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Letter to the Continental Congress


The Committee appointed to prepare the draught of an answer to the Letter from the Continental Congress , reported a draught, which was read, and ordered to be engrossed.

The following engrossed answer, to the Letter from the Continental Congress, was read and approved, and ordered to be signed by the President and despatched immediately.

Trenton, October 13, 1775.

GENTLEMEN: The Congress of New-Jersey, animated witli equal affection to the common cause of America, and equally with the other Provinces desirous to promote its general interest, as far as in their power, are sorry to find their good intentions likely to be restrained by one of the resolutions of the honourable Continental Congress of the 12th instant, obligingly communicated to us by their President.

We cannot but observe, that if the nomination of the


Field-Officers of the Battalions, proposed to be raised in this Province, be not first ascertained to be in this Congress, it will much impede the expeditious raising the men. And we are dearly of opinion that will tend much to expedite this service, if Field-Officers are first of all appointed; for if they are such as are generally respected in the Province, not only Captains and subalterns of reputation will offer their service, but the privates will enlist more cheerfully; indeed, the other commissions cannot, perhaps, be properly filled up, without inserting in what Battalion the officers are to serve.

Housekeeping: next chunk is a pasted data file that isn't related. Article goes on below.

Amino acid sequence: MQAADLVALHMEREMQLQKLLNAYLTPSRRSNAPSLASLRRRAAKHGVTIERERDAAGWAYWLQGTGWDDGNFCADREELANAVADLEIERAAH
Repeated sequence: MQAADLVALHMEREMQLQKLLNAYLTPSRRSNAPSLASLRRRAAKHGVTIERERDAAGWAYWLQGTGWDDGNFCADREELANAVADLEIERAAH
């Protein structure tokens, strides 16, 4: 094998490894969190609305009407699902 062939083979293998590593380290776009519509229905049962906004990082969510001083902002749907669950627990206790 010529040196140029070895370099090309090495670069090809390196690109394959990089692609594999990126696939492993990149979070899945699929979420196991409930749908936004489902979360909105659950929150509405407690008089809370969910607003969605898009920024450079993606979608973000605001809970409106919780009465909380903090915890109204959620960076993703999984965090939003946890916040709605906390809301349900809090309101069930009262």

We also humbly conceive that, as other Provinces have been indulged with this privilege, we cannot, in justice to our constituents, nor consistent with the honour of our Province, give up this claim.

We have no doubt, therefore, but that the honourable Continental Congress will reconsider this resolution, and determine that this Province ought neither to be precluded a privilege granted to every other Province, nor restrained in their endeavours to promote the general interest of America; in such case, we beg leave to assure them that this Congress will exert all its influence in promoting the raising the proposed levies; and we have the pleasure to add, that we have reason to hope they will be attended with the desired success.

We are, Gentlemen, your most obedient servants.

By order of the Provincial Congress of New-Jersey.


The Members of the Honourable the Continental Congress, Philadelphia.